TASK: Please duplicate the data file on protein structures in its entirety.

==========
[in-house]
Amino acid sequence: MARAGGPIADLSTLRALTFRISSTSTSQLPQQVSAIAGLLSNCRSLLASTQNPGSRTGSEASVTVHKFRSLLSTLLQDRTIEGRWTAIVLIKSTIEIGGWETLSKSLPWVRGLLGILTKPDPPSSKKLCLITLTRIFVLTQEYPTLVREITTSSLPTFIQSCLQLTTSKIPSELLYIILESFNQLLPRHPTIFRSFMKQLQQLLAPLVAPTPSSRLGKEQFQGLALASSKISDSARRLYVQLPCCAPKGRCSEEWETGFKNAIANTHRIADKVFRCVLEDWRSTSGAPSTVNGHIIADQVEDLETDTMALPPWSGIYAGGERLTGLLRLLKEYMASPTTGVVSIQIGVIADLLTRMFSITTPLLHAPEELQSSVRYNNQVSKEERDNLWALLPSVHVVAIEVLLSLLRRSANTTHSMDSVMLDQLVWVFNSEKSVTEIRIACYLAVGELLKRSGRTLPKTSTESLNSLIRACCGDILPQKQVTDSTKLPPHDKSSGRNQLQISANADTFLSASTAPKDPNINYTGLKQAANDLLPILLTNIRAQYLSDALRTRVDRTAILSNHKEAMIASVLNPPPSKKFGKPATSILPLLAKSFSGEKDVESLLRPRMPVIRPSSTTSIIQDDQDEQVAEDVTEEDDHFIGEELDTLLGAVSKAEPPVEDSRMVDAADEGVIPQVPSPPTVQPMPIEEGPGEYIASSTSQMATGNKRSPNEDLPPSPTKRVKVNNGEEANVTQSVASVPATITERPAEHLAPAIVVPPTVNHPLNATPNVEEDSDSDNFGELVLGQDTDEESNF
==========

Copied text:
[in-house]
Amino acid sequence: MARAGGPIADLSTLRALTFRISSTSTSQLPQQVSAIAGLLSNCRSLLASTQNPGSRTGSEASVTVHKFRSLLSTLLQDRTIEGRWTAIVLIKSTIEIGGWETLSKSLPWVRGLLGILTKPDPPSSKKLCLITLTRIFVLTQEYPTLVREITTSSLPTFIQSCLQLTTSKIPSELLYIILESFNQLLPRHPTIFRSFMKQLQQLLAPLVAPTPSSRLGKEQFQGLALASSKISDSARRLYVQLPCCAPKGRCSEEWETGFKNAIANTHRIADKVFRCVLEDWRSTSGAPSTVNGHIIADQVEDLETDTMALPPWSGIYAGGERLTGLLRLLKEYMASPTTGVVSIQIGVIADLLTRMFSITTPLLHAPEELQSSVRYNNQVSKEERDNLWALLPSVHVVAIEVLLSLLRRSANTTHSMDSVMLDQLVWVFNSEKSVTEIRIACYLAVGELLKRSGRTLPKTSTESLNSLIRACCGDILPQKQVTDSTKLPPHDKSSGRNQLQISANADTFLSASTAPKDPNINYTGLKQAANDLLPILLTNIRAQYLSDALRTRVDRTAILSNHKEAMIASVLNPPPSKKFGKPATSILPLLAKSFSGEKDVESLLRPRMPVIRPSSTTSIIQDDQDEQVAEDVTEEDDHFIGEELDTLLGAVSKAEPPVEDSRMVDAADEGVIPQVPSPPTVQPMPIEEGPGEYIASSTSQMATGNKRSPNEDLPPSPTKRVKVNNGEEANVTQSVASVPATITERPAEHLAPAIVVPPTVNHPLNATPNVEEDSDSDNFGELVLGQDTDEESNF